Guest Commentary: We Need to Talk About Wage Theft
By Melissa Wells
What if I told you that Maryland could create a nearly $1 billion annual stimulus package that puts thousands of dollars each year directly into the paychecks of over a half-million workers? What if Maryland could create that stimulus without raising taxes or cutting any portion of its budget?
Now think of that nearly $1 billion and over a half-million workers a bit differently. What if Maryland suffered a crime wave that saw over a half-million residents robbed each year, with each theft averaging thousands of dollars lost?
One last hypothetical: think about how voters would respond if Maryland’s leaders chose to ignore such an outsized spike in the state’s crime rate, or if those same leaders chose to leave nearly $1 billion in additional wages out of our workers’ paychecks. We do both every year, by refusing to adequately address wage theft in Maryland.
Wage theft occurs when a worker performs a job for an agreed-upon wage, and after completing the job, does not receive the full wage they are entitled to. The Center for Popular Democracy estimates that 580,000 Maryland workers suffer from wage theft each year, for a total of $875 million in gross wages lost annually. These numbers may underestimate the scope of wage theft in Maryland, as our Department of Labor, Licensing and Regulation has found that “employees often do not file a claim for a wage payment and collection law violation because they fear retaliation,” leaving us with an incomplete picture of wage theft’s prevalence. Low-wage workers are the most vulnerable to wage theft, particularly in industries like construction, food service and landscaping.
Workers are right to fear retaliation from their employers because Maryland law does not protect them from “discharge, demotion, discipline, or any other action that would reasonably deter an employee from engaging in protected activity under the state’s wage payment and protection law.” This means that though Maryland workers have a right to bring wage theft claims, they do not have a right against repercussions from their employer for bringing the claims.
Maryland could address this problem by passing the updated Maryland Wage Payment and Collection Law that was proposed in the 2017 General Assembly, and the Maryland Paystub Transparency Act that was proposed in the 2016 General Assembly.
The 2017 collection law protects workers against the retaliation outlined above, allowing every Maryland worker who has been stolen from to confidently bring their claim in court. We can further strengthen the 2017 collection law, by restructuring how wage theft verdicts are rewarded. Under current law, “the court may award the employee up to three times the amount of wages owed, counsel fees, and other costs.” By stipulating that the court award successful claims with a baseline of all counsel fees, any associated costs of the lawsuit, and at least the amount of wages owed, the law will begin to force behavior change on the part of employers, by removing the possibility that even a losing lawsuit can be cheaper for the business than implementing proper payment practices.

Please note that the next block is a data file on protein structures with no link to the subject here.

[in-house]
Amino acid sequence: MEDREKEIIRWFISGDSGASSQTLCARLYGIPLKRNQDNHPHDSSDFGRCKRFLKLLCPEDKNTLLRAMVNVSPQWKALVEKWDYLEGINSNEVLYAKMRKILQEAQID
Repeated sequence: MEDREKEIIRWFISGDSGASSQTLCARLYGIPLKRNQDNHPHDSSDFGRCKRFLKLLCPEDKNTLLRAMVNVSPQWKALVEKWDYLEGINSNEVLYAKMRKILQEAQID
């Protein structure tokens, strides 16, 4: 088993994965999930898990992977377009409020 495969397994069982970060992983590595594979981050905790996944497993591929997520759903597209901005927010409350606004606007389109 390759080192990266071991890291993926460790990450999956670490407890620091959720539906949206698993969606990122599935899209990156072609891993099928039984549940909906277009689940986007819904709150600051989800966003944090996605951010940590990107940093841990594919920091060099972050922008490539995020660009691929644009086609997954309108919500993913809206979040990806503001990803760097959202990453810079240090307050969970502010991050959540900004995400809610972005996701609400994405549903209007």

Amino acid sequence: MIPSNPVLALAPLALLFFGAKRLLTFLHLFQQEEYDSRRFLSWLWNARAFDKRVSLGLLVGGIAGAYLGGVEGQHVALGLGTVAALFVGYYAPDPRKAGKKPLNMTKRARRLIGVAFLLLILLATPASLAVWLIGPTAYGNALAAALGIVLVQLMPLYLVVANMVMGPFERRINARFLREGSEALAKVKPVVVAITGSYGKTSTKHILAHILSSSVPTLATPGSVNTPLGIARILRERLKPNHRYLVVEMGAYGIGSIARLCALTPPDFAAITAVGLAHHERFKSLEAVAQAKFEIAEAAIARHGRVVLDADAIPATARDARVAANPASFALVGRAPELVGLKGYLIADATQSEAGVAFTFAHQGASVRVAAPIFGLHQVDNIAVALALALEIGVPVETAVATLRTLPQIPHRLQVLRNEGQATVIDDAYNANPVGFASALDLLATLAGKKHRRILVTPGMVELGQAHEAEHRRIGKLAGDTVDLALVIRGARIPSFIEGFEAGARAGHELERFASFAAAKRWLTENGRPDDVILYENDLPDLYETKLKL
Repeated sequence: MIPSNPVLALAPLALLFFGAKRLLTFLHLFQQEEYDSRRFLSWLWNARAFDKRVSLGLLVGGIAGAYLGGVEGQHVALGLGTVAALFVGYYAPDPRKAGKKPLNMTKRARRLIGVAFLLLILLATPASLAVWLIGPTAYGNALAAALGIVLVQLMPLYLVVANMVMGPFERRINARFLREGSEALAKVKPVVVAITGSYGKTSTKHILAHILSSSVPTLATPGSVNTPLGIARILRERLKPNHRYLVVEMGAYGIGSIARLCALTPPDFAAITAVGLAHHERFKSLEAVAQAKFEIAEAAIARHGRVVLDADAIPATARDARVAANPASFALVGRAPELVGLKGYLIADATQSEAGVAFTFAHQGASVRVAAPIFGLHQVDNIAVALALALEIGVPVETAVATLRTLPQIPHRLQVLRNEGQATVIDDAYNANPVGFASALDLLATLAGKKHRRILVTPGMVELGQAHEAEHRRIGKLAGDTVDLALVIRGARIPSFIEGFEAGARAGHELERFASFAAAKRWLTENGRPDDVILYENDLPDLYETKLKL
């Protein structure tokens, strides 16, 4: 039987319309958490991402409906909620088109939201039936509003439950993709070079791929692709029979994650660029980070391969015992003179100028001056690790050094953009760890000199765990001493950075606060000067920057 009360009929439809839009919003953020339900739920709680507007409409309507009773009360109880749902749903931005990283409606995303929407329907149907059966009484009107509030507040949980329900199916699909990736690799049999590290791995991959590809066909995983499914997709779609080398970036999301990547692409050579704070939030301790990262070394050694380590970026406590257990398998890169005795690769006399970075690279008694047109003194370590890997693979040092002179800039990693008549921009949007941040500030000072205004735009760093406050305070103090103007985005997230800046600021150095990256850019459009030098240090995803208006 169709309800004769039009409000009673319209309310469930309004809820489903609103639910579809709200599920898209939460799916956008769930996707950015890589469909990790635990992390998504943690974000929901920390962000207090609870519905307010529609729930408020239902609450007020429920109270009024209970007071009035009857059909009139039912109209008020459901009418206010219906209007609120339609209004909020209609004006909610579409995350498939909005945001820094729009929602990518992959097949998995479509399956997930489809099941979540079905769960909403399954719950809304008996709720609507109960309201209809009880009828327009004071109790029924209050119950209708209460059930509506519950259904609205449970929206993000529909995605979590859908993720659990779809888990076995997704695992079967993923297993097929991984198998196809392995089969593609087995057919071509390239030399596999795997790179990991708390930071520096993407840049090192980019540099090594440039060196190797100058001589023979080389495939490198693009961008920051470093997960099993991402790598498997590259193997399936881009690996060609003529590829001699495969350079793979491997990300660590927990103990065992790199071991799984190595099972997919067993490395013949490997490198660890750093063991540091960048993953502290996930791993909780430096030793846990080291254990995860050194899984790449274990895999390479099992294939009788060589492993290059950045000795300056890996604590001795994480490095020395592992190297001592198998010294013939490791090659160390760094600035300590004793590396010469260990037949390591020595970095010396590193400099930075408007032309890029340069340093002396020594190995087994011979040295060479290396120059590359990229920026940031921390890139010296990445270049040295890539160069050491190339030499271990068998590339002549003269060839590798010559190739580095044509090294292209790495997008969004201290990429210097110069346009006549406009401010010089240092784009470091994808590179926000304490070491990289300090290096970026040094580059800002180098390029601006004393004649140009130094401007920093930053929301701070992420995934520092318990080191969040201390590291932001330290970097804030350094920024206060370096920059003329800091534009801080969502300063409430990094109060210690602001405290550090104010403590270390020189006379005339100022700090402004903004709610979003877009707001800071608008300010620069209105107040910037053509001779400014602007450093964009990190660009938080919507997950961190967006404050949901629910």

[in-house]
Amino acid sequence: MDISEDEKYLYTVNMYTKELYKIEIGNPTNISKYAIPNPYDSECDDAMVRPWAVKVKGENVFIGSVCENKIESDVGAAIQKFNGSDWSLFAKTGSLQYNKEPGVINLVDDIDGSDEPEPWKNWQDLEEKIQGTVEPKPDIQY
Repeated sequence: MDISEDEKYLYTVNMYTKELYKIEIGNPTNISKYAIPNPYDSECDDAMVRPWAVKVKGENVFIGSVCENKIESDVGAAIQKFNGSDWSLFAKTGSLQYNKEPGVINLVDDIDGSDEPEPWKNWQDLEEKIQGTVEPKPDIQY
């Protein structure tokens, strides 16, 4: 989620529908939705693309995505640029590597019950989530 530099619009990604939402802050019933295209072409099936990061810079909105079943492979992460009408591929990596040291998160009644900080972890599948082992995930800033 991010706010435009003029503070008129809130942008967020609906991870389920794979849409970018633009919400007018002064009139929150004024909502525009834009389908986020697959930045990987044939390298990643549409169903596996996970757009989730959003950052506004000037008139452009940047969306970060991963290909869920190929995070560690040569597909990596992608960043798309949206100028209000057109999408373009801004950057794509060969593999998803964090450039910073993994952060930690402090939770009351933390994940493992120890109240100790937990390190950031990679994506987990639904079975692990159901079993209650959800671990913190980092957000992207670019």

The 2016 transparency act would strengthen Maryland’s paystub requirements, which are among the weakest in the nation. Under current law, Maryland employers are not required to provide their legal name, physical address or working phone number, making it difficult for workers to bring claims even if they are aware they have been undercompensated. Just as troubling, employers are not required to break down the employee’s pay rate by hourly wage, salary, commission, pay period or hours worked, making it more difficult for employees to determine whether they are wage theft victims.
The transparency act provides employees with other important protections. For instance, it requires that employers provide an explanation of pay to the employee upon written request, which the employee is not entitled to now. The act also allows employees to recover from employers who provide “incomplete or misleading” pay records or pay stubs to the employee.
Stamping out wage theft in Maryland would create a massive financial stimulus for our state’s working class. $875 million in wages stolen annually for a population of 580,000 workers means an average of $1,509 more in earnings-per-year for each worker impacted. For the sake of context, $1,509 is equal to over 2-and-a-half weeks of pay for a full-time worker earning $15 per hour. That means by simply ensuring these workers are not stolen from by their employers, a worker earning $15 per hour would receive an average pay increase of more than 5 percent, without creating a financial burden for the state budget or raising taxes on any Marylander.
The traditional argument against cracking down on wage theft is that it would create an economic burden for Maryland businesses to require protections like more transparent paystubs. Such arguments are almost laughable, but they leave out another important aspect of wage theft: it allows dishonest businesses to gain a competitive advantage over upstanding employers who compensate their employees fairly because it lowers the cost of operation for dishonest businesses.
That means far from being a burden to Maryland’s business community, wage theft reform would be a boon for industry, by leveling the economic playing field. I’m running for the House of Delegates to champion common-sense reforms like wage theft, because I believe it is an issue that nearly all Marylanders can agree on.
Melissa Wells is a Democratic candidate for the Maryland House of Delegates in District 40.